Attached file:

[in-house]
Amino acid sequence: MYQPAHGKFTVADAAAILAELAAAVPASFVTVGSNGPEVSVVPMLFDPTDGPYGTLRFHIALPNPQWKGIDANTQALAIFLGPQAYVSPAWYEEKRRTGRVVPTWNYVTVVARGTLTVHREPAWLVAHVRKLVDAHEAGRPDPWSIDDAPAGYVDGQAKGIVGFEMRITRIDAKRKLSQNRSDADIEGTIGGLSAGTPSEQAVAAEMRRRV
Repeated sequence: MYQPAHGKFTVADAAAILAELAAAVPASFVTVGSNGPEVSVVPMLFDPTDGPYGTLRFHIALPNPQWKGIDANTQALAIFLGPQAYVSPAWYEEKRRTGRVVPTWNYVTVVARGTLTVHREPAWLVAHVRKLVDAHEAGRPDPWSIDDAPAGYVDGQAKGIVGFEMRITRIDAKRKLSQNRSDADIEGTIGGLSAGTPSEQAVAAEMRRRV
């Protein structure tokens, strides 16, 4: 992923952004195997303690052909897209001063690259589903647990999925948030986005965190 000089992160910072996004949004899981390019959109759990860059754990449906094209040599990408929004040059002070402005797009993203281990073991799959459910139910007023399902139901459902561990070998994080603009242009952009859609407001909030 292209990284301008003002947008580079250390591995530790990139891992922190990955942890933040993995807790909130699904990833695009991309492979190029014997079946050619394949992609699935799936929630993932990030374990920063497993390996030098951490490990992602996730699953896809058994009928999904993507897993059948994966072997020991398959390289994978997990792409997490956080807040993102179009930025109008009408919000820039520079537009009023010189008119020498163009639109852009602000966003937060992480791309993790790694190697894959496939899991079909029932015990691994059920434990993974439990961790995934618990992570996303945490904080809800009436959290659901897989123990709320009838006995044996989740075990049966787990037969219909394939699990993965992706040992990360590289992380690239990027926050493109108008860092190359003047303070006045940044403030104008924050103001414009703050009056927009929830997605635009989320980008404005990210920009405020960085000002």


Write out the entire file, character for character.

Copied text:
[in-house]
Amino acid sequence: MYQPAHGKFTVADAAAILAELAAAVPASFVTVGSNGPEVSVVPMLFDPTDGPYGTLRFHIALPNPQWKGIDANTQALAIFLGPQAYVSPAWYEEKRRTGRVVPTWNYVTVVARGTLTVHREPAWLVAHVRKLVDAHEAGRPDPWSIDDAPAGYVDGQAKGIVGFEMRITRIDAKRKLSQNRSDADIEGTIGGLSAGTPSEQAVAAEMRRRV
Repeated sequence: MYQPAHGKFTVADAAAILAELAAAVPASFVTVGSNGPEVSVVPMLFDPTDGPYGTLRFHIALPNPQWKGIDANTQALAIFLGPQAYVSPAWYEEKRRTGRVVPTWNYVTVVARGTLTVHREPAWLVAHVRKLVDAHEAGRPDPWSIDDAPAGYVDGQAKGIVGFEMRITRIDAKRKLSQNRSDADIEGTIGGLSAGTPSEQAVAAEMRRRV
């Protein structure tokens, strides 16, 4: 992923952004195997303690052909897209001063690259589903647990999925948030986005965190 000089992160910072996004949004899981390019959109759990860059754990449906094209040599990408929004040059002070402005797009993203281990073991799959459910139910007023399902139901459902561990070998994080603009242009952009859609407001909030 292209990284301008003002947008580079250390591995530790990139891992922190990955942890933040993995807790909130699904990833695009991309492979190029014997079946050619394949992609699935799936929630993932990030374990920063497993390996030098951490490990992602996730699953896809058994009928999904993507897993059948994966072997020991398959390289994978997990792409997490956080807040993102179009930025109008009408919000820039520079537009009023010189008119020498163009639109852009602000966003937060992480791309993790790694190697894959496939899991079909029932015990691994059920434990993974439990961790995934618990992570996303945490904080809800009436959290659901897989123990709320009838006995044996989740075990049966787990037969219909394939699990993965992706040992990360590289992380690239990027926050493109108008860092190359003047303070006045940044403030104008924050103001414009703050009056927009929830997605635009989320980008404005990210920009405020960085000002």